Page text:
The scale of quantum computing could also introduce issues with data management, comparable to the intensive data seen with machine learning and AI, with the potential to scale up. “The dimensions of the data space can become very large,” Cao said.

Academic interests in quantum software development can be complementary in certain ways to industry’s need such computing resources, according to Prineha Narang, assistant professor at the John A. Paulson School of Engineering and Applied Sciences at Harvard University. She is also founder and CTO of startup Aliro Quantum.

Narang said in the academic arena, her research group thinks about quantum computing in terms of understanding correlations in quantum matter and how to predict them. “We want to be able to run really large calculations that tell us something that is new physics, new phenomena,” she said. “Something that is totally new and would not have been expected if you’d just done a classical or pen and paper calculation.”

On the business side, she said through her work at Aliro she sees industry focused on what quantum computing can do for them now. Industry is also concerned about what might happen with their work on programs if the quantum hardware changes or something more advanced comes along. “While these two sound totally different . . . what they are asking for is very similar,” Narang said. There is mutual demand in academia and industry for access to good quantum software, she said, that is reliable, and keeps up with the hardware. “They want to know they are getting the best performance,” Narang said. “They want abstraction but they don’t want so much abstraction that they lose performance.”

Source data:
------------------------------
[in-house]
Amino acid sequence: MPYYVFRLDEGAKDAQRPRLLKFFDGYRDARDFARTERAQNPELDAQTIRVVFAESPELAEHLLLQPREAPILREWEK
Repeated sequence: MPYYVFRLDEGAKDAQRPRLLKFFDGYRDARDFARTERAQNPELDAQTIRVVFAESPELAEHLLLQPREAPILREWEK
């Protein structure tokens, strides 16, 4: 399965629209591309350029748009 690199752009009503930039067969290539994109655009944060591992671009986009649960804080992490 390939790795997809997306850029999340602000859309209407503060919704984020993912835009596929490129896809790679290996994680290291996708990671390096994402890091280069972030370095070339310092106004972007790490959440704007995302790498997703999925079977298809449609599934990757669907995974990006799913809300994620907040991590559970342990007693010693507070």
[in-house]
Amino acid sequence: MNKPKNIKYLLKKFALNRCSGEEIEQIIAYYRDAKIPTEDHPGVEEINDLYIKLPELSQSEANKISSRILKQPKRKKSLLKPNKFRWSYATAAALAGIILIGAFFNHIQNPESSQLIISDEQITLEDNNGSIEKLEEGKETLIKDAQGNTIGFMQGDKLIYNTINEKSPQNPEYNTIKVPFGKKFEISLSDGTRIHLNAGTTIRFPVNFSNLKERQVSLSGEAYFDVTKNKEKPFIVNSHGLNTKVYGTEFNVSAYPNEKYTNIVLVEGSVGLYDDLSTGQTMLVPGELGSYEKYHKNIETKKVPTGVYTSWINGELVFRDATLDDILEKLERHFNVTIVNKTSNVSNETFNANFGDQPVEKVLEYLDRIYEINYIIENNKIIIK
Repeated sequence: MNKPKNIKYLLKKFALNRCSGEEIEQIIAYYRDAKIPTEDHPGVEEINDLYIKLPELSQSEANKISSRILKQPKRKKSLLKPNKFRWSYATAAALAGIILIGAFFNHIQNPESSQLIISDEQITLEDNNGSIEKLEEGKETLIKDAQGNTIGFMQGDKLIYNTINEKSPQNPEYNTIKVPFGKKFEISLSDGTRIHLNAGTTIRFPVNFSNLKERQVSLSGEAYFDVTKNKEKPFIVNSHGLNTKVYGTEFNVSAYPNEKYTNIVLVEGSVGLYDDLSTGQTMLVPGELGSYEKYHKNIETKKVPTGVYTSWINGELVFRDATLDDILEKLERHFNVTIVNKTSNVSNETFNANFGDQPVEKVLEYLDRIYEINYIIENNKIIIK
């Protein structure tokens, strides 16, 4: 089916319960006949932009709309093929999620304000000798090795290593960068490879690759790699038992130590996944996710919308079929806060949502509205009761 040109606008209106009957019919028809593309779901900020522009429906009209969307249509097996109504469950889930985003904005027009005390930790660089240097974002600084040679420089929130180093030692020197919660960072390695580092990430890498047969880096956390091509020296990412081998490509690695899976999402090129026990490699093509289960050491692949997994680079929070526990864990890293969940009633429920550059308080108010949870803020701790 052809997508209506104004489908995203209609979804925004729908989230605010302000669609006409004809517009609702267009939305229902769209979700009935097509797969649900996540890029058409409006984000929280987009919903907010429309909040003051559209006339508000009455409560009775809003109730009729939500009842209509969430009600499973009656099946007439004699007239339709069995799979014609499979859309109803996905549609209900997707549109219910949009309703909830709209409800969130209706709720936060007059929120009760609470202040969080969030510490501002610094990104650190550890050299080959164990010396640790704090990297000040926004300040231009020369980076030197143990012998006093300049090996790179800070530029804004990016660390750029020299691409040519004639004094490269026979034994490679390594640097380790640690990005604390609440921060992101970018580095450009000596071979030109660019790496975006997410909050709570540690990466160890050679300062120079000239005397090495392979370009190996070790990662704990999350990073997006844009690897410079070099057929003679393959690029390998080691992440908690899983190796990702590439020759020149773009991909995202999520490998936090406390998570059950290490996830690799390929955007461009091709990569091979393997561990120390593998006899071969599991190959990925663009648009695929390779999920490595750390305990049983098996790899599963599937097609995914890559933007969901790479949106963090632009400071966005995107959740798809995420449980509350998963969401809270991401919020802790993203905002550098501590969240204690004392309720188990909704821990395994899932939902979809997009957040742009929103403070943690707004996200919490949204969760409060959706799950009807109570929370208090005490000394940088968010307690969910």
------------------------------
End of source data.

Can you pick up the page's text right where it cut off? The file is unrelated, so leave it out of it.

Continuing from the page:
Overall, these are still early days for quantum software development, with new discoveries ahead, said Will Zeng, head of quantum research for Goldman Sachs. He said he has been assessing what affect quantum computing may have on core processes. “In the last few years, we’ve been able to show we can build some quantum computers as an industry,” Zeng said. “Not great quantum computers -- early, prototype quantum computers.”

Developing valuable applications with quantum is the big next hurdle, he said. His team works on resource estimation, which takes on problems that can be linked to a theoretical advantage for Goldman Sachs. A key task, Zeng said, is to think about prospects and significant advantages that might be realized if the right resources become available in this arena. “We would estimate how good of a quantum computer we would need in order to achieve that advantage,” he said.

Quantum software might eventually play a role in working more efficiently, Zeng said, but quantum computing still has a way to go before its potential is realized. “In the quantum space right now, we’re not ready to be planning production deployments yet,” he said. “We’re in the stage before that.”